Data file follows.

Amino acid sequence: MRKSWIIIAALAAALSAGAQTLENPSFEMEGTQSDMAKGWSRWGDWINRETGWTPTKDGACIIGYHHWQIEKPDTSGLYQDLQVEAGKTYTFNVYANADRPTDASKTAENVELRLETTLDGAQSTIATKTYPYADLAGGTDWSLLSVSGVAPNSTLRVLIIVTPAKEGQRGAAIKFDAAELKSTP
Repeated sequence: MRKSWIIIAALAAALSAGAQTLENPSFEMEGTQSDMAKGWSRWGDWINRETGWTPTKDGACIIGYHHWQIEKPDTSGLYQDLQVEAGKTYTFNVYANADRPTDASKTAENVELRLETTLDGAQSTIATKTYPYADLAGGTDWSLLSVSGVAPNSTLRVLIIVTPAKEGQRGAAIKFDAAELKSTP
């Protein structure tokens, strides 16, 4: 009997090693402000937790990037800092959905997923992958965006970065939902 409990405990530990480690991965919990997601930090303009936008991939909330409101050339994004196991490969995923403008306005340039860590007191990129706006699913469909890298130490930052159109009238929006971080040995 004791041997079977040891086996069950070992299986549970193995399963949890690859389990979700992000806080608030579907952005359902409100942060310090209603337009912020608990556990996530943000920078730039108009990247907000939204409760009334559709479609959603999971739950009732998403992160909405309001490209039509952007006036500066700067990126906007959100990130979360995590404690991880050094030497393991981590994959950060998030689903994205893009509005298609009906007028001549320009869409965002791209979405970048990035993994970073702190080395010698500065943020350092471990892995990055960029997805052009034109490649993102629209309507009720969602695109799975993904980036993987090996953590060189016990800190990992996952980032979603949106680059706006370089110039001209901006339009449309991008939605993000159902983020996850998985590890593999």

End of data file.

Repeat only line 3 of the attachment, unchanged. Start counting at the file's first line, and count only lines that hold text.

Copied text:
């Protein structure tokens, strides 16, 4: 009997090693402000937790990037800092959905997923992958965006970065939902 409990405990530990480690991965919990997601930090303009936008991939909330409101050339994004196991490969995923403008306005340039860590007191990129706006699913469909890298130490930052159109009238929006971080040995 004791041997079977040891086996069950070992299986549970193995399963949890690859389990979700992000806080608030579907952005359902409100942060310090209603337009912020608990556990996530943000920078730039108009990247907000939204409760009334559709479609959603999971739950009732998403992160909405309001490209039509952007006036500066700067990126906007959100990130979360995590404690991880050094030497393991981590994959950060998030689903994205893009509005298609009906007028001549320009869409965002791209979405970048990035993994970073702190080395010698500065943020350092471990892995990055960029997805052009034109490649993102629209309507009720969602695109799975993904980036993987090996953590060189016990800190990992996952980032979603949106680059706006370089110039001209901006339009449309991008939605993000159902983020996850998985590890593999």